Attempts are often made to adapt to the new conditions. Nature conservation is becoming more frequently enshrined in laws, the understanding for environmental protection is strong and is continuing to grow. There are many local movements, such as “Fridays for Future” in Africa. And they try to use their traditional knowledge locally: Agroforestry systems are re-establishing and stabilising the ecosystems which, in turn, strengthens food security.

 

Senegal / Dakar, Plage de Yoff Tonghor, 2016: Day laborers carry the fish in stacking boxes to the ready refrigerated trucks of the wholesalers. (c) Christoph Püschner/Bread for the World

 

Does sub-Saharan Africa have a more understanding approach to nature than in Europe?

African philosophers are currently discussing this. People who are more connected to nature are more careful with it; this is more the case in Africa than in Europe. Those who live in Berlin, London, Lagos or in Nairobi have a more distanced understanding of nature. This has been going on for longer in the West than in Africa. Do you remember the “problem bear” that moved around southern Bavaria? In Berlin, there was a huge outcry about shooting it, people could sit in their apartments and be outraged by it, while farmers and shepherds in Upper Bavaria may have seen the situation differently. Similarly, Botswana has an elephant problem, it has a massive overpopulation. The animals go onto the fields, and are aggressive when they feel disturbed. It is strange when people in Europe are outraged because the Botswanan government says it must control the population by hunting - which is certainly managed sensibly with little corruption.

 

Niger / Goungo Bon, 2009: the allotment garden for vegetable cultivation is managed by the village community from Goungo Bon. (c) Christoph Püschner/Bread for the World

What do external interventions have to take into account?

They need to listen much more closely to the local people and take them seriously. At the local level, tried-and-tested strategies are often available to alleviate the negative environmental change, including adapting to climate variability.

 

What successful strategies do you mean?

Mobility, for example. Pastoralists use it to adapt: They migrate with their cattle so that they survive. This is hugely important, as it is not simply about subsistence or prestige, it is about supplying protein to the major cities. African communities are highly mobile, which is being restricted particularly by Europe. Now, migration is being controlled, however people are not migrating towards Europe but within Africa. And it is spreading: In southern Africa, South Africa, Namibia and Botswana are now protecting themselves from the north and restricting mobility.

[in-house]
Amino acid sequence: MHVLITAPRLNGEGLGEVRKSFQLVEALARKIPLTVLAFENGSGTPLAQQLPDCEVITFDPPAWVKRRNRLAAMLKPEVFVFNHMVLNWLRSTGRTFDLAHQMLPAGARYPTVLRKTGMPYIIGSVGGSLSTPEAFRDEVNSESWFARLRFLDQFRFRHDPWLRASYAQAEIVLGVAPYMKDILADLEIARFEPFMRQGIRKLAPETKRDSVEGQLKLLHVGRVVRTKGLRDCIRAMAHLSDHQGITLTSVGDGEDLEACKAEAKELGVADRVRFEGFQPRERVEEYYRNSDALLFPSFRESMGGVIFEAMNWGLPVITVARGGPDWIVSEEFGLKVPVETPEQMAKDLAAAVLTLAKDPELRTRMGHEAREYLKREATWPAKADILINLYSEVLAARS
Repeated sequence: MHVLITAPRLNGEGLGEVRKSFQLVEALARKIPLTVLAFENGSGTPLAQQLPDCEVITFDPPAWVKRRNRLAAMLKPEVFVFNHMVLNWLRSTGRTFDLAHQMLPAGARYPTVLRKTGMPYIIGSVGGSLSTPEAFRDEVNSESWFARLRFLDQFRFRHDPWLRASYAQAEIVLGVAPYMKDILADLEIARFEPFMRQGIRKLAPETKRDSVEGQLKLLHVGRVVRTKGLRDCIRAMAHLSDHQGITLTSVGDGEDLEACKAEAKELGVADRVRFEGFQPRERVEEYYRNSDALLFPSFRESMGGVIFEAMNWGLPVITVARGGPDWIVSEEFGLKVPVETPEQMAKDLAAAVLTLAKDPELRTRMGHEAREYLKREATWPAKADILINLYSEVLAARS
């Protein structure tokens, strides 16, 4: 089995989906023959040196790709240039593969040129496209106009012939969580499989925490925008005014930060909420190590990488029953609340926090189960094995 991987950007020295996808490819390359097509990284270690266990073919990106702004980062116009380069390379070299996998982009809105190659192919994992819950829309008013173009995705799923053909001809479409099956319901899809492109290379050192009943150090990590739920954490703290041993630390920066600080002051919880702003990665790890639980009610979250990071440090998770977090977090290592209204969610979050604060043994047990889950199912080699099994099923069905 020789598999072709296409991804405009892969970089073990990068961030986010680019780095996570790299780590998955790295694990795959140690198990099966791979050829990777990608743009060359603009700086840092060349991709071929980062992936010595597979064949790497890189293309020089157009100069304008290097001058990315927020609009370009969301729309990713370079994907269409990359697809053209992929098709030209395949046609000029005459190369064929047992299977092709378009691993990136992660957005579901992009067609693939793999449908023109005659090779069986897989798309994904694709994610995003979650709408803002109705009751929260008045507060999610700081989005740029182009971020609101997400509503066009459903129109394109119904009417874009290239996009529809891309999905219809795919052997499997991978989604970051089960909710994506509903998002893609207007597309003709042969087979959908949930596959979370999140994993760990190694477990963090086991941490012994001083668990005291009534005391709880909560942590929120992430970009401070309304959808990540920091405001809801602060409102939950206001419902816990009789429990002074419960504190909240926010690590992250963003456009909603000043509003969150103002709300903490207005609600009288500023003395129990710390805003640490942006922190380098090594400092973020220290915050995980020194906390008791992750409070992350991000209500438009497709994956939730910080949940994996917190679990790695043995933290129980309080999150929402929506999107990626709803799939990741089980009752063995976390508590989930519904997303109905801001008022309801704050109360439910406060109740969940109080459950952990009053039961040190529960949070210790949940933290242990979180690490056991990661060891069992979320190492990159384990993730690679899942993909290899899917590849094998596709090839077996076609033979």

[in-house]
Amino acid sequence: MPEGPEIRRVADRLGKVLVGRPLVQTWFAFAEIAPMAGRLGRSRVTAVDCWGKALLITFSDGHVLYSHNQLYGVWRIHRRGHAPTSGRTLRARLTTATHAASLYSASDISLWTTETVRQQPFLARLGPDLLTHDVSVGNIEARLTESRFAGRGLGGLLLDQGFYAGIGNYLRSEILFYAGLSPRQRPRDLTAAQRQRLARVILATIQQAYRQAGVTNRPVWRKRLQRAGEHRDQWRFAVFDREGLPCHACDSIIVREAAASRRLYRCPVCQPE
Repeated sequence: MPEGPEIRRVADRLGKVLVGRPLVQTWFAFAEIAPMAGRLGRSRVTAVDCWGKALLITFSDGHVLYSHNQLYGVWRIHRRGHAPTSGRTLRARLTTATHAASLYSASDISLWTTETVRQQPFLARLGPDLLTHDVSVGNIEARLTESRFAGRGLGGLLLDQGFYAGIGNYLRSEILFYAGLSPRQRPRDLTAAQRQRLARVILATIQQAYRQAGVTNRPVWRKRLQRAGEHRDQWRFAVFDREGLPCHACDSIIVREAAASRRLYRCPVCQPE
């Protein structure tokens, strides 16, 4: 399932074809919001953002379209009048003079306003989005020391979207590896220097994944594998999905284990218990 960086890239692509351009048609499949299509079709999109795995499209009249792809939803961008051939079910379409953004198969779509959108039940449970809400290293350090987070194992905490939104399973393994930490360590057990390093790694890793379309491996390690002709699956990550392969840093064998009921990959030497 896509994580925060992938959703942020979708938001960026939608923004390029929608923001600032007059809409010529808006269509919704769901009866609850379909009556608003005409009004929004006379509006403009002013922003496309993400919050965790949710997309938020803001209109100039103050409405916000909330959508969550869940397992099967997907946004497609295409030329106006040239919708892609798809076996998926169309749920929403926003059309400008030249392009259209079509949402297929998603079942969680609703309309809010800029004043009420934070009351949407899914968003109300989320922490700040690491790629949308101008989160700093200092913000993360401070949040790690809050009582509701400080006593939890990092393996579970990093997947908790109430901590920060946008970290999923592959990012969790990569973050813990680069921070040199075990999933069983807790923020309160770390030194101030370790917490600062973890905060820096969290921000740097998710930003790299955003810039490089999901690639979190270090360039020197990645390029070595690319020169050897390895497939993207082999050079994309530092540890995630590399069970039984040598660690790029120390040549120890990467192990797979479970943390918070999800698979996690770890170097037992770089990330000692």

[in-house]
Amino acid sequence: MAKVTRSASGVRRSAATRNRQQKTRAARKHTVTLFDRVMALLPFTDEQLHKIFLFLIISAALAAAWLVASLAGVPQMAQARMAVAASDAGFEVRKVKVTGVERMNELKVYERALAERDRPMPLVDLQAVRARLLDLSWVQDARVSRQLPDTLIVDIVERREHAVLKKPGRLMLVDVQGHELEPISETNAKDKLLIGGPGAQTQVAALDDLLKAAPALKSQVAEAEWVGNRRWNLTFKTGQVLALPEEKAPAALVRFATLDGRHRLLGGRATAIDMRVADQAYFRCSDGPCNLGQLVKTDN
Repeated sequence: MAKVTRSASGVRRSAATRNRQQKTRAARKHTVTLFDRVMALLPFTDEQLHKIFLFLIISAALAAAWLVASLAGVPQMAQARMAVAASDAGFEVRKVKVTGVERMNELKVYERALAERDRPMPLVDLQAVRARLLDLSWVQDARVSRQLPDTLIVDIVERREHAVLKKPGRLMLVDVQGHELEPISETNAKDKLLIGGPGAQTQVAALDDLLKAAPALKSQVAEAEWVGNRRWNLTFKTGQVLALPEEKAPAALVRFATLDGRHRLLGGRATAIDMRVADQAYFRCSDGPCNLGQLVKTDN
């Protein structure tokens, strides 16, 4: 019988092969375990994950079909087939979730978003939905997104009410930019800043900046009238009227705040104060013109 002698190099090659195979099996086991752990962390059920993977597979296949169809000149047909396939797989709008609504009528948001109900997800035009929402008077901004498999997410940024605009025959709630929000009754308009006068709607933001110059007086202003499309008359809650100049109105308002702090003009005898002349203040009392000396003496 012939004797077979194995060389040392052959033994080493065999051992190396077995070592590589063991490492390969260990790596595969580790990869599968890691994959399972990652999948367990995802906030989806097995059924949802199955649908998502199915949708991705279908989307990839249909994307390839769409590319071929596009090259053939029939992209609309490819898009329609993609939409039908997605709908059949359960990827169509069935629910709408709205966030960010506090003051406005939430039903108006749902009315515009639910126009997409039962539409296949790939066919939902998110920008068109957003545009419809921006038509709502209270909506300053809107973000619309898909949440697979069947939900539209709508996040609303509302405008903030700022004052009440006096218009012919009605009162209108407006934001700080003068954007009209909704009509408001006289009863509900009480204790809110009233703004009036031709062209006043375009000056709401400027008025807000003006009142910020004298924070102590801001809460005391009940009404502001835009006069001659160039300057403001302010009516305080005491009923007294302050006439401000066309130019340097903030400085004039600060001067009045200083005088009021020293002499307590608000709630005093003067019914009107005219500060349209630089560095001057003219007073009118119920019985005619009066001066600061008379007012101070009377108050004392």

Are there negative examples of conservation projects from the north?

When national parks are expanded, the focus is more on strengthening tourism rather than the social population or nature conservation. The initiatives to cultivate biofuels under the heading climate protection are also to be viewed critically, because in reality they are a catastrophe. The World Bank once conducted a study on supposedly unused land in Africa that was valued. But land is always used. A population also needs places to retreat in order to be mobile and flexible. If these are used for CO2 compensation plants, something is taken away from them. In some cases, monocultures are planted, or fast-growing trees that achieve nothing.

 

Kenya / Marsabit, 2011: After the deworming campaign in the village of Boruharo, the women drive their goats back to their home village. (c) Christoph Püschner/Bread for the World

 

What is wrong with a fast-growing tree?

The tree must be adapted to the ecological conditions, which is frequently not the case. And a monoculture has a negative impact on biodiversity.

 

And if small-scale farmers grow biofuels, they earn money. That is a good thing, right?

If they are small-scale farmers, then yes. But most are large investors. The small-scale farmers try to do two things at once, specifically provide their own food and then try to generate surpluses that will sell on the market. Biofuels are not included in this concept.